If feminism wasn’t already ‘having a moment’ then it certainly is now. Since the Women’s March on Washington, and its accompanying sister marches around the world, there has been a lot of discussion about the “brand” of feminism that it stood for with a lot of people, especially women of colour and trans women, voicing concerns about not feeling welcome at the events and experiencing problems with ‘White Feminists’. What the march, and feminism in general, is aiming for is intersectionality. But what does that really mean?
Quick disclaimer: this is a very brief overview of a complex thing.
Intersectional feminism acknowledges and supports the different women who face different levels of issues; as well as sexism, women struggle with discrimination based on race, sexuality, disability and many other factors, which might make life more difficult than it would be for a white, middle class, heterosexual, able-bodied woman. Feminism that tends to focus only on issues affecting this type of woman, and dismiss/downplay/ignore the additional struggle of women who fall outside of this demographic is known as White Feminism.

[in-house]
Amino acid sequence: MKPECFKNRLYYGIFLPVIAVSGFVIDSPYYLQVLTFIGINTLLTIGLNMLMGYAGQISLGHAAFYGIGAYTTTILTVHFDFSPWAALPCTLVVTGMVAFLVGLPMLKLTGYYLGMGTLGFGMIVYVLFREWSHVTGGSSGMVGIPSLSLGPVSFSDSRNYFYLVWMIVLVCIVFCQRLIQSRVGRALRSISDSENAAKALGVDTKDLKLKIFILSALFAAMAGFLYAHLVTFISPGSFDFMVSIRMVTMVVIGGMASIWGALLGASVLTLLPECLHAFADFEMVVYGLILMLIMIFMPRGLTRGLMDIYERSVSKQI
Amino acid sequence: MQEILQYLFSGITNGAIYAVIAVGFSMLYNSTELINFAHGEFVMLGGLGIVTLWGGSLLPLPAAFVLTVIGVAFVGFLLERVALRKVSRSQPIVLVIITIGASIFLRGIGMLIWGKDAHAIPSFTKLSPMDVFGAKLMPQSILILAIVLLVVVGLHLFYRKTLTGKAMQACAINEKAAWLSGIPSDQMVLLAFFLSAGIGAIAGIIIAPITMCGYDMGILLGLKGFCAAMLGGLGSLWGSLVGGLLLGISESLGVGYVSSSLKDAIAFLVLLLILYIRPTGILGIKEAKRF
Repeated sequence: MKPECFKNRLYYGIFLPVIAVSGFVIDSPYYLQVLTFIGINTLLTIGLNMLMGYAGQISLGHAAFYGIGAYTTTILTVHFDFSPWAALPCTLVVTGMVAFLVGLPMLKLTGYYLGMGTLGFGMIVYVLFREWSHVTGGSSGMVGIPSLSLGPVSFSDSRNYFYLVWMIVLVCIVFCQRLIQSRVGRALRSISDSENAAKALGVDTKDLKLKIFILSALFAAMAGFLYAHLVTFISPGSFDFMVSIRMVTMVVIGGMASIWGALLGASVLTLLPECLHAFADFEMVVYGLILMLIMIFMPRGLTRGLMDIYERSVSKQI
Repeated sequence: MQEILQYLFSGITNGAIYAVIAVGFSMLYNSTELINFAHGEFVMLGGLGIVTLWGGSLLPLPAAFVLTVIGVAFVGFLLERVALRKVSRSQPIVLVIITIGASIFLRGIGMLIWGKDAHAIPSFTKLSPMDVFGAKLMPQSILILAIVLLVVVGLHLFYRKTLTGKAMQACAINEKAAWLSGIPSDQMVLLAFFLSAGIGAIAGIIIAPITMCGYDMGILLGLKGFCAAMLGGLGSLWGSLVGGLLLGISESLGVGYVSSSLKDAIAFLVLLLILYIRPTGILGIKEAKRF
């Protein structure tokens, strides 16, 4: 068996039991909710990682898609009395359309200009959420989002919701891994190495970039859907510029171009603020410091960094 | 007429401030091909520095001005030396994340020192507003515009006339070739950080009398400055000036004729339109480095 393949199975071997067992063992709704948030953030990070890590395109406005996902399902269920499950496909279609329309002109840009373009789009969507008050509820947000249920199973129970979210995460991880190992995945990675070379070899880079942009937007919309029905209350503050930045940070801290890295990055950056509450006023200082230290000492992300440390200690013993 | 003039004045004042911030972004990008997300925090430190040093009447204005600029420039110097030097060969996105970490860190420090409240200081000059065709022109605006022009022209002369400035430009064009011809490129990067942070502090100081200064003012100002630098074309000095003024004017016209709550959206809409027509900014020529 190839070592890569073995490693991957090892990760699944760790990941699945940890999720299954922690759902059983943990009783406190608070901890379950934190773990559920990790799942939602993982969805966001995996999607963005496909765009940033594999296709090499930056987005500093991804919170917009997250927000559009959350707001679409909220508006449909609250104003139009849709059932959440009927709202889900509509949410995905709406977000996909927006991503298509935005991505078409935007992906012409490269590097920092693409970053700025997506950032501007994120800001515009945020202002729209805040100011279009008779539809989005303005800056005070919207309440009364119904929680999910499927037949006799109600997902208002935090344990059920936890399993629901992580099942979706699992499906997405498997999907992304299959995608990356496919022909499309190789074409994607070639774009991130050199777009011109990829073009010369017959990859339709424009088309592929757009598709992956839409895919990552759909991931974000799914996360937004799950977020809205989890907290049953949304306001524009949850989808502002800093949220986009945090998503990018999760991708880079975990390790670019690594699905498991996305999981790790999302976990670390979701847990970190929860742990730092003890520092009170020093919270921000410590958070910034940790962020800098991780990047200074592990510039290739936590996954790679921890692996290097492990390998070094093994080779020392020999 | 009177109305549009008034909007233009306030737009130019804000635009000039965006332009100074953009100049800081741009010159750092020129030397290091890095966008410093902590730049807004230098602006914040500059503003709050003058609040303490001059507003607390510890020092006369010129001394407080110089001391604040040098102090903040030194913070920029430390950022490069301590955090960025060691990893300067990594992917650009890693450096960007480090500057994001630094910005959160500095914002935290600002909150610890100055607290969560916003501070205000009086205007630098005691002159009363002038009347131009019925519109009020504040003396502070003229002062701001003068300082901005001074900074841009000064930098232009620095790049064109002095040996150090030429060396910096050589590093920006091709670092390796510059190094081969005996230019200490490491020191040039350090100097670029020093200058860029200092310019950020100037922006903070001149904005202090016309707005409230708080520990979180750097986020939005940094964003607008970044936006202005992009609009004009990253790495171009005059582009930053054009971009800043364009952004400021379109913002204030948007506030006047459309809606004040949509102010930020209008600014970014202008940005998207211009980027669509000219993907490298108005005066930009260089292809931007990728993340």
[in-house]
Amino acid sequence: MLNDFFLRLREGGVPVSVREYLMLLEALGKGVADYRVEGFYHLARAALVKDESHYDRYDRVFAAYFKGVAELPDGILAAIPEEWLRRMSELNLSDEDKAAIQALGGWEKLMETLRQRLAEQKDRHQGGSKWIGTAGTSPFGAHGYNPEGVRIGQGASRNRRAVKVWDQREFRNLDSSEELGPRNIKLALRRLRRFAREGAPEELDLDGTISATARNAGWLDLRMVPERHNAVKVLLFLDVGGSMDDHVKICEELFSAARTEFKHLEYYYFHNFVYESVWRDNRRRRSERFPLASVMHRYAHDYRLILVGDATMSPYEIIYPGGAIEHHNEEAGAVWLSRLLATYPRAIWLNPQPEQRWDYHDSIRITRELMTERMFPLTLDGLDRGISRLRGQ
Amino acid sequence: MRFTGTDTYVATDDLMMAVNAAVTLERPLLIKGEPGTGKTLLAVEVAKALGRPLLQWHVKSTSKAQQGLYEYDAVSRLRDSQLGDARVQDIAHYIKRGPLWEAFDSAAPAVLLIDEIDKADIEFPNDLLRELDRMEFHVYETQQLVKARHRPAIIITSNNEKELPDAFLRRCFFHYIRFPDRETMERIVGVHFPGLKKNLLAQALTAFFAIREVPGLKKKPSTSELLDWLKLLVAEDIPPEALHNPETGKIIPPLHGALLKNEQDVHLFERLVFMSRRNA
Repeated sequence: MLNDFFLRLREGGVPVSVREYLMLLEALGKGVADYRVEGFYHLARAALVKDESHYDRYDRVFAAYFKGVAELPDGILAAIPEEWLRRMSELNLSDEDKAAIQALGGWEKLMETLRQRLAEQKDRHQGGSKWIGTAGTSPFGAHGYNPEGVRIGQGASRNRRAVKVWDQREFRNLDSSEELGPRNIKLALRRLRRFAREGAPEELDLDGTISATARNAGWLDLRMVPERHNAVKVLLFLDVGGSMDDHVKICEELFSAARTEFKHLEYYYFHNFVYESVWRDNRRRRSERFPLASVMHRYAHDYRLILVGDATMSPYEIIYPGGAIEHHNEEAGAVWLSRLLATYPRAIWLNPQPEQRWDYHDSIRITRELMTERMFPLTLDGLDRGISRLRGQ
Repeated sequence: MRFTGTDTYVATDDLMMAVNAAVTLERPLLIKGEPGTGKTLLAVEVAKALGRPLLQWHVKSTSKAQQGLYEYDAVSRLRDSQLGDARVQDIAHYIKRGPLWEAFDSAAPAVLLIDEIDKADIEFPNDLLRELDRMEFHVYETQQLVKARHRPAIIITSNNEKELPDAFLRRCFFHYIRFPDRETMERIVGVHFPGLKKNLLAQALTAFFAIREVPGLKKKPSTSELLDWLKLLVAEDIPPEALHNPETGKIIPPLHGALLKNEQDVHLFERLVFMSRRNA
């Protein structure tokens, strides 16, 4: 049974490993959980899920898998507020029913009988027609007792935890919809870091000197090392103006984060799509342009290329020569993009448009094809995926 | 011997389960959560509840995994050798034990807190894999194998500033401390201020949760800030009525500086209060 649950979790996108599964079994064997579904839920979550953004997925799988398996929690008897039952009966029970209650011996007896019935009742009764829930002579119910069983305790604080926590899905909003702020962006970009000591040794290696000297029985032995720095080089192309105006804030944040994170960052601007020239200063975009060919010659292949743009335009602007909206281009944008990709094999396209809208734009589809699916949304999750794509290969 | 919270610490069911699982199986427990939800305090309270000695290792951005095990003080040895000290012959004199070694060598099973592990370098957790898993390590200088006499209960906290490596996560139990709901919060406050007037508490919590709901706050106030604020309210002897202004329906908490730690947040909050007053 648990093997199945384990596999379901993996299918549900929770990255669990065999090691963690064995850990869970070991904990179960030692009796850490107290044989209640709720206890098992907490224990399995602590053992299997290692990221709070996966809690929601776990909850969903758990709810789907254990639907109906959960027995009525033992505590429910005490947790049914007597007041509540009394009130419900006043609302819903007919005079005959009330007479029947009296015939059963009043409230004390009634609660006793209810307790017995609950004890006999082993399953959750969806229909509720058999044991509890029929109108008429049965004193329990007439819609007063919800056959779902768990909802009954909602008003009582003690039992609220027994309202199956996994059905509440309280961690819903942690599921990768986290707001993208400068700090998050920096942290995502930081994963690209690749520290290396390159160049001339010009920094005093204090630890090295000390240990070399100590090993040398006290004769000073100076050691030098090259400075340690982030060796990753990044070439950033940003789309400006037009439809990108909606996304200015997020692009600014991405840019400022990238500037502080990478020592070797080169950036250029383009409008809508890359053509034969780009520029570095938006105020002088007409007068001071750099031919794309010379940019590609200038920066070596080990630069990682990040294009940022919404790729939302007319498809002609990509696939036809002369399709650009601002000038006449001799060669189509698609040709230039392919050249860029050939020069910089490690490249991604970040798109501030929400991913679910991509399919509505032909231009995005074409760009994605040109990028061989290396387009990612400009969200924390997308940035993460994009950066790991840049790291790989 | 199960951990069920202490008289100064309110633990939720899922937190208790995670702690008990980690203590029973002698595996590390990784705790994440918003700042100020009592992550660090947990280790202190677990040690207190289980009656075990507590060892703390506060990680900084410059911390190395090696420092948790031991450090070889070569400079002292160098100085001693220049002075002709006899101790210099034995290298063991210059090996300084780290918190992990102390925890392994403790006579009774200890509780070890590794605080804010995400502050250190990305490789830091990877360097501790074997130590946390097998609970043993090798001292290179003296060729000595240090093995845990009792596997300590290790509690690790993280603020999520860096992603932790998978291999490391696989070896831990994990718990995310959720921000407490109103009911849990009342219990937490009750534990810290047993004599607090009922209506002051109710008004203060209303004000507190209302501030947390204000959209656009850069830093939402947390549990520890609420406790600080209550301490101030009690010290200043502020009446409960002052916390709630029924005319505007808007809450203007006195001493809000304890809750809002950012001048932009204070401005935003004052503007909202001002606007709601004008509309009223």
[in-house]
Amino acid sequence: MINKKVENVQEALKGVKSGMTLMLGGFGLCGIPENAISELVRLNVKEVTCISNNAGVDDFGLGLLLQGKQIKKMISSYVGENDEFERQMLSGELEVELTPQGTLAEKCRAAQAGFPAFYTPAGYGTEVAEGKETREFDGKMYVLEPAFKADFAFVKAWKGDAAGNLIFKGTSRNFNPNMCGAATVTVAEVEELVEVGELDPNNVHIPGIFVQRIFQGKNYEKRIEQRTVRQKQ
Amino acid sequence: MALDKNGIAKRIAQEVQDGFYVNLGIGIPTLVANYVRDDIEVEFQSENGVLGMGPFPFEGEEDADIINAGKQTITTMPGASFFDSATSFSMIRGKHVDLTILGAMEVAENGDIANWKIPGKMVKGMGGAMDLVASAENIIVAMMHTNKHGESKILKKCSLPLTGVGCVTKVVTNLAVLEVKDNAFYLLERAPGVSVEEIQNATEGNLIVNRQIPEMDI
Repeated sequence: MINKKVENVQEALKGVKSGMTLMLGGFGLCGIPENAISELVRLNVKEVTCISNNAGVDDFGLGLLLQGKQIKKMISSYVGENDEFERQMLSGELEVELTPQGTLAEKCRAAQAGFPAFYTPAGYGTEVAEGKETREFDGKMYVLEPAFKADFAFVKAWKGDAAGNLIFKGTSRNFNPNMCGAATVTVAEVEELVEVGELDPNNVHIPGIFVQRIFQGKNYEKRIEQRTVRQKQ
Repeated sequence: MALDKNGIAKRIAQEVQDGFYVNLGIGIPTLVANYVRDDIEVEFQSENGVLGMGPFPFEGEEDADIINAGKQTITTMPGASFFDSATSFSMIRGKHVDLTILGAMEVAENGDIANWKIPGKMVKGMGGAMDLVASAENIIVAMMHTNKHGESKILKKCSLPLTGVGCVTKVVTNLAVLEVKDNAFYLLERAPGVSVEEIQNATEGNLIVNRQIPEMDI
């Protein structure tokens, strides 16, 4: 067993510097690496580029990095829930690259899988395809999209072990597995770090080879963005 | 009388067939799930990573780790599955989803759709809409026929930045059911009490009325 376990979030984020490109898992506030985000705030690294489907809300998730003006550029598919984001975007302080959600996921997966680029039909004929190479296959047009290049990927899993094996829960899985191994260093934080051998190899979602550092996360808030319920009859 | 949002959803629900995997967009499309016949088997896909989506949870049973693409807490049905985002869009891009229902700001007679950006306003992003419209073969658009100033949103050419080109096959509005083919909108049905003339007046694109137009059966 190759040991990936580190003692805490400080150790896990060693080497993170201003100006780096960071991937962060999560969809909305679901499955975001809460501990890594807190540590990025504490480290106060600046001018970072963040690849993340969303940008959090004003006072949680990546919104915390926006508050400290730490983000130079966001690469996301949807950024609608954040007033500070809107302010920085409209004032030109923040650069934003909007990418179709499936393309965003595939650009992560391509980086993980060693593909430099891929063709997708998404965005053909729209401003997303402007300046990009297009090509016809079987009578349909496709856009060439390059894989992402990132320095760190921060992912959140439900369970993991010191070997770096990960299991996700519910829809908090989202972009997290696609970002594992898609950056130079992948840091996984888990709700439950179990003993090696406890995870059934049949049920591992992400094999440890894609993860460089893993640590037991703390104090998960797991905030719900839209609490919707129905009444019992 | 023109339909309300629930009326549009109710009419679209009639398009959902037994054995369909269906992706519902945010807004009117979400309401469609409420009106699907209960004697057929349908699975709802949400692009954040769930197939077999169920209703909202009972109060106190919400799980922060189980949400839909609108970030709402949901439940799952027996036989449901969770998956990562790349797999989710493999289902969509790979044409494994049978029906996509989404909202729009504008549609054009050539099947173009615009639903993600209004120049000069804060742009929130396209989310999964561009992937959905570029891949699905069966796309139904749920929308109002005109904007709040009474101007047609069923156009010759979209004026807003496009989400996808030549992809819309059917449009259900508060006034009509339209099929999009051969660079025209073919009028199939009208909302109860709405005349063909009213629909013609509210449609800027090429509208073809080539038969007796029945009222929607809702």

First of all, when I use the term ‘White Feminism’ I will capitalise it. Not everyone does this, but personally I find it helpful in distinguishing when someone is talking about White Feminists versus white feminists (as in, feminists who are white). When discussing White Feminism, it’s important to make this distinction; talking about White Feminism is not instantly making a judgment on all white women who consider themselves feminists.
Let’s take a look at this popular diagram by blogger Cate Young (aka BattyMamzelle); you can see here that anyone can be a White Feminist, not just white women. Men, women of colour, anyone - White Feminism is a thought pattern almost as much as it is to do with your actual skin colour. While the thinking might be more common among white people in society, it’s not exclusive to white women, and not all white women fall into the category.